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DSBN Celebrates Artificial Turf Arrival

by User Not Found | Nov 16, 2016
DSBN celebrates artificial turf arrival

FORT ERIE - The District School Board of Niagara rolled out the red carpet Tuesday to herald the impending arrival of five artificial turf fields at the board’s secondary schools.

The actual red carpet led people over a construction site to the recently installed turf field at Greater Fort Erie Secondary School.

With the sound of construction on the new high school echoing in the background, DSBN officials and trustees and coaches and teachers from its secondary schools marked the installation of the board’s first turf field.

“What makes today even more satisfying is the board is moving forward with four other turf fields for students, in addition to Fort Erie,” said Wes Hahn, the board’s superintendant of education.

“With this project, the board is making a significant investment in the success of our students.”

The board is allocating $5 million in its multi-year capital budget to fund the turf fields at Greater Fort Erie Secondary School, A.N. Myer in Niagara Falls, Centennial in Welland and Governor Simcoe and Sir Winston Churchill in St. Catharines.

Greater Fort Erie will open in September and house the former populations of Fort Erie Secondary and Ridgeway-Crystal Beach High School. The new school’s team nickname will be Gryphons.

Tuesday’s announcement was a few years in the making.

“We’ve been thinking about this for a couple of years and we tried to figure out exactly how we could do it and how we could fund it,” said Warren Hoshizaki, DSBN director of education. “Once we started looking at our capital allotment — we’ve been doing so much with technology and the arts — it was time we did something with synthetic fields.

“We decided it was a no-brainer once we could find the funding for it.”

The only work left on the Fort Erie field is the installation of rubber pellets. The board wants to have tendering done by January for the remaining four fields.

“We hope to have most of the fields done by September … when the kids come back,” Hoshizaki said. “We expect some will be a little further into the fall. It may be September or October.”

The fields are being installed at the same time to generate economies of scale.

“We were thinking three one year and two the next year, but we thought if we could do it all together we might be able to get a better deal on it,” Hoshizaki said.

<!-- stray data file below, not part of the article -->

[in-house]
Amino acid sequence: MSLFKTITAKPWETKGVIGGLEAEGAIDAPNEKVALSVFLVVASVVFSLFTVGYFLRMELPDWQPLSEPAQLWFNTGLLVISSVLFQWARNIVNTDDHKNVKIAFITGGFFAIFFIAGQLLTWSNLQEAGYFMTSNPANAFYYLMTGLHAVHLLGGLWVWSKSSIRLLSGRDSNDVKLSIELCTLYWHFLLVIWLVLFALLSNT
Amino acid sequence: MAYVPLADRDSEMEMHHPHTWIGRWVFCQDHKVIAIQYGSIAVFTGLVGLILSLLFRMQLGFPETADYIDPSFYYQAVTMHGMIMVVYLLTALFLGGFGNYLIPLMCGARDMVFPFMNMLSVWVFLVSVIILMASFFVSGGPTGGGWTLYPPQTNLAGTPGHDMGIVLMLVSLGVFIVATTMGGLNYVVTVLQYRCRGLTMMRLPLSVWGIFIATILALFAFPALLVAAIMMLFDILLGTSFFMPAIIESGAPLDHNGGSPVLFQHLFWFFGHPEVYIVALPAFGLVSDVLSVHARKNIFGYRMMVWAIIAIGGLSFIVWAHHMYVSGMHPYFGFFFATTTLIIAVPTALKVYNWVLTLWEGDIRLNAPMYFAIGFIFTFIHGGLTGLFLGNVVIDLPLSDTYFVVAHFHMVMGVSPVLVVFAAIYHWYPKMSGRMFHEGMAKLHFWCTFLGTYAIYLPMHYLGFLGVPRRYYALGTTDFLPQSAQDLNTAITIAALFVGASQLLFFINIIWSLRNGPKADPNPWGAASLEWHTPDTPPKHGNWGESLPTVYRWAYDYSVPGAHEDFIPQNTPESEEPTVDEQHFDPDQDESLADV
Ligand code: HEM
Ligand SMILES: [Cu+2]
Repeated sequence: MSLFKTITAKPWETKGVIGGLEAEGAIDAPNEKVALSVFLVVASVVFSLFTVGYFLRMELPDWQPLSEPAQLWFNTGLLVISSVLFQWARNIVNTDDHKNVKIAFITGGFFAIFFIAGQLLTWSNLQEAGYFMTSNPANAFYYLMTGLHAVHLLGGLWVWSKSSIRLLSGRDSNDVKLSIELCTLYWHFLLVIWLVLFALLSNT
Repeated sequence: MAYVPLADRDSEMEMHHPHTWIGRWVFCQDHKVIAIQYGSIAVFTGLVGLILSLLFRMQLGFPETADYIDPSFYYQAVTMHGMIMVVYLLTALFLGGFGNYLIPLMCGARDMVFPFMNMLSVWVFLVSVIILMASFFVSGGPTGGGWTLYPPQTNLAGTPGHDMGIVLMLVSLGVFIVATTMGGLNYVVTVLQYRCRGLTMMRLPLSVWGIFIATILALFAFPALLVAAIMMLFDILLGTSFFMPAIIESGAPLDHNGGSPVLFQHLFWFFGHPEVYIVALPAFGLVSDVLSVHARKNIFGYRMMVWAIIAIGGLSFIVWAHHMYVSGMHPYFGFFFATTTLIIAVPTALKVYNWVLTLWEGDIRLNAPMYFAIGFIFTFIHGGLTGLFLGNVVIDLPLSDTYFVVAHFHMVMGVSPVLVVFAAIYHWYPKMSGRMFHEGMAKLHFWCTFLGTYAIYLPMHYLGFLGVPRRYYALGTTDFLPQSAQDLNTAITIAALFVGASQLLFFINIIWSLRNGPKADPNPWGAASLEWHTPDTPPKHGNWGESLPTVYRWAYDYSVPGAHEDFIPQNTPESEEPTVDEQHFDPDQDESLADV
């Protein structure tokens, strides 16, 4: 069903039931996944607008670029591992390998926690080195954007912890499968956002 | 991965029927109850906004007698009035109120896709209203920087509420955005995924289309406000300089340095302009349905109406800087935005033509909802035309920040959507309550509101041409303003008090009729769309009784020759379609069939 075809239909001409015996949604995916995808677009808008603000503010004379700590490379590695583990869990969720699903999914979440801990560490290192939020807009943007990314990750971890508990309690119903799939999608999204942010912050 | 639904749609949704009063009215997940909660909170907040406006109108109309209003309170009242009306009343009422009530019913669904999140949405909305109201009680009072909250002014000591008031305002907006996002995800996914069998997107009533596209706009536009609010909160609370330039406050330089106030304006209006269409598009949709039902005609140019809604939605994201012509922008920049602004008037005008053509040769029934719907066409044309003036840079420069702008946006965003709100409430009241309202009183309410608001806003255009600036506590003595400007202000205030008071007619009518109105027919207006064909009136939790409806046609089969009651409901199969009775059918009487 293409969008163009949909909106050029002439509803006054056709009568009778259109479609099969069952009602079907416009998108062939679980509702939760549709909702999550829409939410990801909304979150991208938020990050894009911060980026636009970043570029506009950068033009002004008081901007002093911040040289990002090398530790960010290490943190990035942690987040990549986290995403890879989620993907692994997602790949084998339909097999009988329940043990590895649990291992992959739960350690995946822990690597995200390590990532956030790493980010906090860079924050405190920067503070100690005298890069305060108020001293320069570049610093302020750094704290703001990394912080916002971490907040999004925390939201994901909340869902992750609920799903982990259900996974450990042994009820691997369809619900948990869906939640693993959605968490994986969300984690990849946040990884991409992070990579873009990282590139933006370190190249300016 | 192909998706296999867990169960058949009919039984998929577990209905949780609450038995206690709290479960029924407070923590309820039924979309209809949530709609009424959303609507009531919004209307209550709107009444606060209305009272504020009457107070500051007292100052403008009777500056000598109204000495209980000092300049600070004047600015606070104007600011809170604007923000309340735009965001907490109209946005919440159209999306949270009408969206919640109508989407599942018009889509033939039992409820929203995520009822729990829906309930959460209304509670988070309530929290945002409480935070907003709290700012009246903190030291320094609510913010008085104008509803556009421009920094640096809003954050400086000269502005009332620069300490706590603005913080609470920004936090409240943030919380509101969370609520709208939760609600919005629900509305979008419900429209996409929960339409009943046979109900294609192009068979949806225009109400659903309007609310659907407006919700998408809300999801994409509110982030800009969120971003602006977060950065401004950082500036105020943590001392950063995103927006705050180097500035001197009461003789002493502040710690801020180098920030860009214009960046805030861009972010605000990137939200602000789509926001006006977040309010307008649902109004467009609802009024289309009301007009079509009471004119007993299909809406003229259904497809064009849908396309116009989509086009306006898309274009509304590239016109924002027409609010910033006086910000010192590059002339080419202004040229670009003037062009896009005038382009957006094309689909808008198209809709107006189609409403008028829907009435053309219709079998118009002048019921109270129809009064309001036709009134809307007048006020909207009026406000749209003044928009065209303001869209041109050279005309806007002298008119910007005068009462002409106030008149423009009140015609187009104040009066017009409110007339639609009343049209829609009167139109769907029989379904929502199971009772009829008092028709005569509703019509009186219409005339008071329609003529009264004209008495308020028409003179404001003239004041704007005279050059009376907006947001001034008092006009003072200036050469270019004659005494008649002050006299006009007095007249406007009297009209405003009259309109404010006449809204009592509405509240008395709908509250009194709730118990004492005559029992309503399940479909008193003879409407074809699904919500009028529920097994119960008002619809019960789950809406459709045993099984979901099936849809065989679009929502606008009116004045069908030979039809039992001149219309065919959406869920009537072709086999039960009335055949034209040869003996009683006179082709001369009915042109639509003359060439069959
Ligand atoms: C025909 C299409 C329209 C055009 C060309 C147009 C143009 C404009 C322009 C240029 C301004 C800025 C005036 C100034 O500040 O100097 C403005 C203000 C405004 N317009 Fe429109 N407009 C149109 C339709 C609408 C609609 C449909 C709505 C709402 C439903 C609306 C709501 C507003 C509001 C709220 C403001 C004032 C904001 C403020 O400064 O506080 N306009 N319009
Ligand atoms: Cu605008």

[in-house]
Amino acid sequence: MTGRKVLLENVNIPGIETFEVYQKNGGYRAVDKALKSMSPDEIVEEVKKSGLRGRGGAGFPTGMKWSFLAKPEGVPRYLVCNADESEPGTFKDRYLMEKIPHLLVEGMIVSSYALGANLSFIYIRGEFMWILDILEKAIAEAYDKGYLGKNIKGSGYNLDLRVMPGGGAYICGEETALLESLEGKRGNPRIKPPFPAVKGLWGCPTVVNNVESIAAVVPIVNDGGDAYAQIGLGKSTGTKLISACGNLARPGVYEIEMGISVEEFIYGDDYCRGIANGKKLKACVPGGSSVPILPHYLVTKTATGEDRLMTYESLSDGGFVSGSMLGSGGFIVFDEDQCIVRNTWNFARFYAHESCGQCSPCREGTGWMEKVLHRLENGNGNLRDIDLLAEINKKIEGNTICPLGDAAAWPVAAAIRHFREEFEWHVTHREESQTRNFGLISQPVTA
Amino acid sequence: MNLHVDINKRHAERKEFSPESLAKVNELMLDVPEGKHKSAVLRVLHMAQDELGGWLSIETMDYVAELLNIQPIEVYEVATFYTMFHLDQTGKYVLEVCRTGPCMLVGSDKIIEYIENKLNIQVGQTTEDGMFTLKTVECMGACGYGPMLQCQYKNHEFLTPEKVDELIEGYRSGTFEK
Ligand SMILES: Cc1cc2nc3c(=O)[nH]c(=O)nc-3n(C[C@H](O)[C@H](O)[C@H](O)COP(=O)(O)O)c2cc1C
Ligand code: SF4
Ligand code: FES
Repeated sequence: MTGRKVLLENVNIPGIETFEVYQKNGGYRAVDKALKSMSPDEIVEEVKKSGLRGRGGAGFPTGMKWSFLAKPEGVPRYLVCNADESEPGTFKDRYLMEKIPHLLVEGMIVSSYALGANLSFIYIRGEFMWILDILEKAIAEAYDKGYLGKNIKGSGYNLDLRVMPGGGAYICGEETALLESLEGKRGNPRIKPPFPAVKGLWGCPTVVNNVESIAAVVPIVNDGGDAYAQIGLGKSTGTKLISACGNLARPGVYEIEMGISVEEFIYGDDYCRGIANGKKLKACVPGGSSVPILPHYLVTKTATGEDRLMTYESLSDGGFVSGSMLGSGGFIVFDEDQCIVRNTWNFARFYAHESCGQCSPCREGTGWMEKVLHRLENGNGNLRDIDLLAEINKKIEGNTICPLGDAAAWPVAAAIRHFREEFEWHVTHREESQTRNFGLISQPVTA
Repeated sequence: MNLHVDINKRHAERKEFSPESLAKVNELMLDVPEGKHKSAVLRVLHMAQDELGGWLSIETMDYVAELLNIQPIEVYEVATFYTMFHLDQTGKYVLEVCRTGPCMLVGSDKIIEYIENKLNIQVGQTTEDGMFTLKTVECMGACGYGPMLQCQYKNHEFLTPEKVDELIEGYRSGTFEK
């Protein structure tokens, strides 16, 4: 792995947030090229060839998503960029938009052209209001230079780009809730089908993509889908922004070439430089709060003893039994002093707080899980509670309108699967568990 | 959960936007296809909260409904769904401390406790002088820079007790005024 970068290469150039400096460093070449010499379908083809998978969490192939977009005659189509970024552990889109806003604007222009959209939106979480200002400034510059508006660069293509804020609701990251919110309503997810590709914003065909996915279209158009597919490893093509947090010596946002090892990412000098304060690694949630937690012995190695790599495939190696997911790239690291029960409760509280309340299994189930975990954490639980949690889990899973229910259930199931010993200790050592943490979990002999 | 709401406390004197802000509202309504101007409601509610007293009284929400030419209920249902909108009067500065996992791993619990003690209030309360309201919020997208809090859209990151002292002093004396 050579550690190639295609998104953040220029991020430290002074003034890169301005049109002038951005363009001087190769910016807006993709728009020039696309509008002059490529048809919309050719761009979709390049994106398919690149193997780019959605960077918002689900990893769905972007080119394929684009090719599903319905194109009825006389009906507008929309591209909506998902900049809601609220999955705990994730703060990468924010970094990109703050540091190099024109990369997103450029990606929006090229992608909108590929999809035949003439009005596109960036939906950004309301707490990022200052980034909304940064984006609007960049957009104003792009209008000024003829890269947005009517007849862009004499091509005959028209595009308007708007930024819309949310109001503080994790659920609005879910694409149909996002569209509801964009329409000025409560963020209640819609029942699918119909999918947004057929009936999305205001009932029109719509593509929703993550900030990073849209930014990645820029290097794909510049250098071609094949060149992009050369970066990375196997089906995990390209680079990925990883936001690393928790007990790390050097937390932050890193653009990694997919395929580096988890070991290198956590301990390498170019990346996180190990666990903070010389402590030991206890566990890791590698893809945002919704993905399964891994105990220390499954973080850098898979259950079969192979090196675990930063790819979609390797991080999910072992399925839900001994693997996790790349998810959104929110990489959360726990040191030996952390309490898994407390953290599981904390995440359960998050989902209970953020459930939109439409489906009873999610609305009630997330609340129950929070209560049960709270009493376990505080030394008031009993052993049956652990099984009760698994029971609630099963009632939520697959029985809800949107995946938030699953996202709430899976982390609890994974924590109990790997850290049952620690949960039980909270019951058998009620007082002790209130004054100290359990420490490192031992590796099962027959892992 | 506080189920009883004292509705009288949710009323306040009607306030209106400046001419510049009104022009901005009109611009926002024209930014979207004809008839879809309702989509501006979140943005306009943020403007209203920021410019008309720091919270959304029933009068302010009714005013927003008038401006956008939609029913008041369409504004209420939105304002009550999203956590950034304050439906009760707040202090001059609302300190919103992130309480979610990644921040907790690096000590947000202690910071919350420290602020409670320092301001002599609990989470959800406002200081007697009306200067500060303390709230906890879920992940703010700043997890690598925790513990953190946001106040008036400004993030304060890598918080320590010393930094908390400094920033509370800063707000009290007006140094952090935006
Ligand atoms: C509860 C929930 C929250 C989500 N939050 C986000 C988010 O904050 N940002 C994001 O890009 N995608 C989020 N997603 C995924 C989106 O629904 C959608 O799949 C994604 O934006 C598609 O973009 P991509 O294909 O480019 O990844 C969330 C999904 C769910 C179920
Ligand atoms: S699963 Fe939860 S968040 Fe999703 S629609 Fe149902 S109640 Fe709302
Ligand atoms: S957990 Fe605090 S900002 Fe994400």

When the Niagara Catholic District School Board announced its new turf field at Saint Paul in Niagara Falls, director of education John Crocco said the Catholic board had spent between $100,000 and $150,000 in the summer repairing fields after rainy fall seasons.

The DSBN didn’t have a figure for its repair bills, but Hoshizaki said installing artificial turf fields doesn’t mean there won’t be ongoing costs in addition to the annual $10,000 maintenance budget per field.

“We will have to replace these fields as well, and we have to make sure we have money for that,” he said. “It is an ongoing process. They have about a 10- or 11-year lifespan on them.”

Costs are obviously less the second time around because the surface and drainage underneath is already in place.

A consultation process was used to determine which schools would receive the artificial turf fields.

“We talked to athletic directors, we talked to principals, and we tried to find a way where we could cover the system,” Hoshizaki said. “As you know, in West Lincoln we have an ARC (accommodation review committee) going on so we sort of left that.

“I’m not saying we are ending there. There’s no other motive, but these are the kinds of things we looked at first.”

Schools that didn’t get an artificial turf field shouldn’t assume anything about their futures.

“Absolutely not,” he said.

“We talked to all the principals and we came to the conclusion which ones to do first.”

Like the Catholic board, the DSBN will seek partners to provide added amenities at the fields.

“We have had quite a bit of interest in a number of locations, football teams and a number of municipalities,” Hoshizaki said. “They have already started to talk to us about lights, bleachers and those kinds of things. It has already started in just about every field we are looking at.

“It’s great. The more partnerships we are going to get, the better it is going to be.”

Dave Schaubel, a DSBN trustee for Fort Erie/Port Colborne, was thrilled to have the first turf field located at Greater Fort Erie Secondary School, the first secondary school build by DSBN in more than 40 years.

“It’s important that we do the right thing and get it right, and I think that we have,” he said. “The field will also be available to the community in the form of rentals, and these are truly win-win situations for the students and the community.”

Hoshizaki believes the fields will support more than organized sports at the elementary and secondary school level.

“All students will be able to use these fields for recreational activities, for training and for regular physical activity,” he said.

“Because they provide the consistent, even surface, the fields are much more accessible, allowing students with special needs more opportunity to become active.”

Bernie Puchalski
Niagara Falls Review